A viral video clip shared on social media showing a toddler trying to wake his dead mother lying on a railway platform in the eastern city of Muzaffarpur has shocked Indians.
According to local media reports, the family of Arbina Khatoon said she died of hunger and dehydration, highlighting the suffering migrant workers have endured due to the coronavirus lockdown. Local police, however, said that she died of illness.
The 35-year-old is among at least nine migrant workers who have died on trains in recent days while travelling back to their homes, officials and media reported on Wednesday.
Local media aired footage of the two-year-old boy pulling at a cloth covering his dead mother at Muzaffarpur railway station in the northeastern state of Bihar.
Local police said Khatoon died of illness, with Indian Railways sharing a letter from relatives attesting to her poor health.
But those who travelled with her claimed she died from a shortage of food and water during a long train journey from western Gujarat state some 1,800km (1,118 miles) away.
The nine deaths highlight the plight of Indian migrants in the pandemic, during which millions lost their jobs and are struggling to return home under the country’s lockdown.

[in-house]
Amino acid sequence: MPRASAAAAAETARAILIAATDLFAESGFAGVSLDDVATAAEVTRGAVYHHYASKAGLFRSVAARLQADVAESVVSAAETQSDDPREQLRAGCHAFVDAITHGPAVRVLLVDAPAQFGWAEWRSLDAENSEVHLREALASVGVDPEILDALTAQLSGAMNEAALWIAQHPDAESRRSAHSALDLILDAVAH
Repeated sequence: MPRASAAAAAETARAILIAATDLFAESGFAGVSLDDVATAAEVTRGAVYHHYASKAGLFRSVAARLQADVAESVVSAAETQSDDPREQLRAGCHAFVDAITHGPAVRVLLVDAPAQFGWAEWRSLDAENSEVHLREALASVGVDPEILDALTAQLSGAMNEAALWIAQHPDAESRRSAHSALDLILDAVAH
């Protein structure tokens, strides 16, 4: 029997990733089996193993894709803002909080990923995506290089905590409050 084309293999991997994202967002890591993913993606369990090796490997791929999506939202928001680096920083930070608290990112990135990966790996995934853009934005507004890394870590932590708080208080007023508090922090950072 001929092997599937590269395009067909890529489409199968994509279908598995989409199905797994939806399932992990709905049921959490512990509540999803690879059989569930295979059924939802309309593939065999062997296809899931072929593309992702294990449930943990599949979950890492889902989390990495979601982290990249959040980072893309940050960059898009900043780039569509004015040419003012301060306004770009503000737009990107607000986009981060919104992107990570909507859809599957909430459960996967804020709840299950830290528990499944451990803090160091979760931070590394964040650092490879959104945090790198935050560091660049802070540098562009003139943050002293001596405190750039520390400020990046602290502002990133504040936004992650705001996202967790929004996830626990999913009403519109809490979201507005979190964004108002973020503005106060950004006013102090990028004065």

The deaths occurred on special trains organised by the Indian government to help transport stranded workers home.
A four-year-old boy was also reported dead before reaching the same Muzaffarpur station. His father said that he “died due to poor facilities in special trains for migrant workers”.
Local police told AFP news agency the child died on the train due to illness.
The bodies of two other migrant workers who took a 1,480km (920-mile) train journey from Mumbai to Varanasi in the nation’s north were pulled from carriages on Wednesday. Police said the men, aged 30 and 63, suffered from existing ailments.
The Press Trust of India (PTI) reported another five migrant workers had died on train journeys between Monday and Wednesday.
Indian Railways said on Twitter that “no such deaths due to hunger have been reported”.
“In most of these cases, it is found that those who died are old, sick people and patients with chronic diseases, who had actually gone to big cities for medical treatment,” an Indian Railways spokesperson told local PTI news agency.
Millions of India’s poor including migrant workers have suffered from the strict lockdown, with many in cities losing their jobs, going hungry and struggling to return to their home villages.
Some have walked or cycled hundreds of kilometres home in the harsh summer heat, with dozens dying from exhaustion or accidents.
Critics say the special trains have been delayed, leaving migrants waiting or in trains in scorching hot weather for days, and that there had been a shortage of food and water on the journeys, charges that Indian Railways and the government deny.
Al Jazeera and news agencies